In 1915, a team of U.S. archaeologists excavating the ancient Egyptian necropolis of Deir el-Bersha blasted into a hidden tomb. Inside, they were greeted by a mummy’s severed head perched on a cedar coffin.
The room, labeled Tomb 10A, was the final resting place for a governor named Djehutynakht and his wife. At some point during the couple’s 4,000-year slumber, grave robbers ransacked their burial chamber and then attempted to set the room on fire.
The archaeologists recovered painted coffins and wooden figurines and sent them to the Museum of Fine Arts, Boston, in 1921. Most of the collection stayed in storage until 2009 when the museum exhibited them.
The head became the star of the showcase, bringing viewers face to face with a mystery.
“We were never sure if it was his head or her head,” said curator Rita Freed.
The museum staff concluded only a DNA test would determine which was on display. But Egypt’s scorching climate rapidly degrades DNA.
To crack the case, the museum turned to the FBI.
The FBI had never before worked on a specimen so old. If its scientists could extract genetic material, they would add a powerful DNA collecting technique to their forensics arsenal and also unlock a new way of deciphering Egypt’s ancient past. “There was this belief that it was not possible to get DNA from ancient Egyptian remains,” said Odile Loreille, an FBI forensic scientist.
But in the journal Genes, Loreille and her colleagues reported that they had retrieved ancient DNA — and solved the mystery of the mummy’s identity.
As Freed prepared the exhibition in 2005, she reached out to Massachusetts General Hospital. Its CT scan revealed the head was missing cheek bones and part of its jaw hinge — features that may have potentially provided insight into the mummy’s sex.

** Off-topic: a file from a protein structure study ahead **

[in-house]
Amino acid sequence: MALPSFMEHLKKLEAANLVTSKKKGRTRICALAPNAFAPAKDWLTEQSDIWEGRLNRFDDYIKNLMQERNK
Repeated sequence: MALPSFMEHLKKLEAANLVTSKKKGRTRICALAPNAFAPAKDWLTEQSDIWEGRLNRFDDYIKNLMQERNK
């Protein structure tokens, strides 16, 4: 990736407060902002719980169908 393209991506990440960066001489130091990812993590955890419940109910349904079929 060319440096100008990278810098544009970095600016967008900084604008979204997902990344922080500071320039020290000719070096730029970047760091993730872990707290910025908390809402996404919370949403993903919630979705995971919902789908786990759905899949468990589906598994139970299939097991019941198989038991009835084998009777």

The doctors and museum staff turned to the mummy’s molar. Teeth often act as genetic time capsules.
The first tooth they targeted would not budge, so Dr. Fabio Nunes switched. Sweating, he clamped down with dental forceps, gave it a few wiggles, then a few twists and “pop” — it was free. “My main concern was: Don’t drop it, don’t drop it, don’t drop it,” he said.
For several years, scientists tried fruitlessly to get DNA from the molar. Then the crown of the tooth went to Loreille at the FBI’s lab in Quantico, Va., in 2016. She had previously extracted genetic material from a 130,000-year-old cave bear, and worked on cases to identify a 2-year-old child who had drowned on the Titanic and two of the Romanov children.
In the clean lab, Loreille drilled into the tooth, collected a bit of powder and amplified the DNA. She plugged her data into software that analyzed the ratio of chromosomes. “When you have a female you have more reads on X. When you have a male you have X and Y,” she said. The program spit out “male.”
Loreille discovered the mummified head had belonged to Djehutynakht. In doing so, she helped establish that ancient Egyptian DNA could be extracted from mummies. “It’s one of the Holy Grails of ancient DNA to collect good data from Egyptian mummies,” said Pontus Skoglund, a geneticist in London who helped confirm the accuracy while at Harvard.
Loreille’s examination also showed that Djehutynakht’s DNA carried clues to another mystery. For centuries, scientists have debated the origins of the ancient Egyptians and how closely related they were to modern people living in North Africa. To the researchers’ surprise, the governor’s mitochondrial DNA indicated his ancestry on his mother’s side was Eurasian.
“No one will ever believe us,” Loreille recalled saying. “There’s a European haplogroup in an ancient mummy.”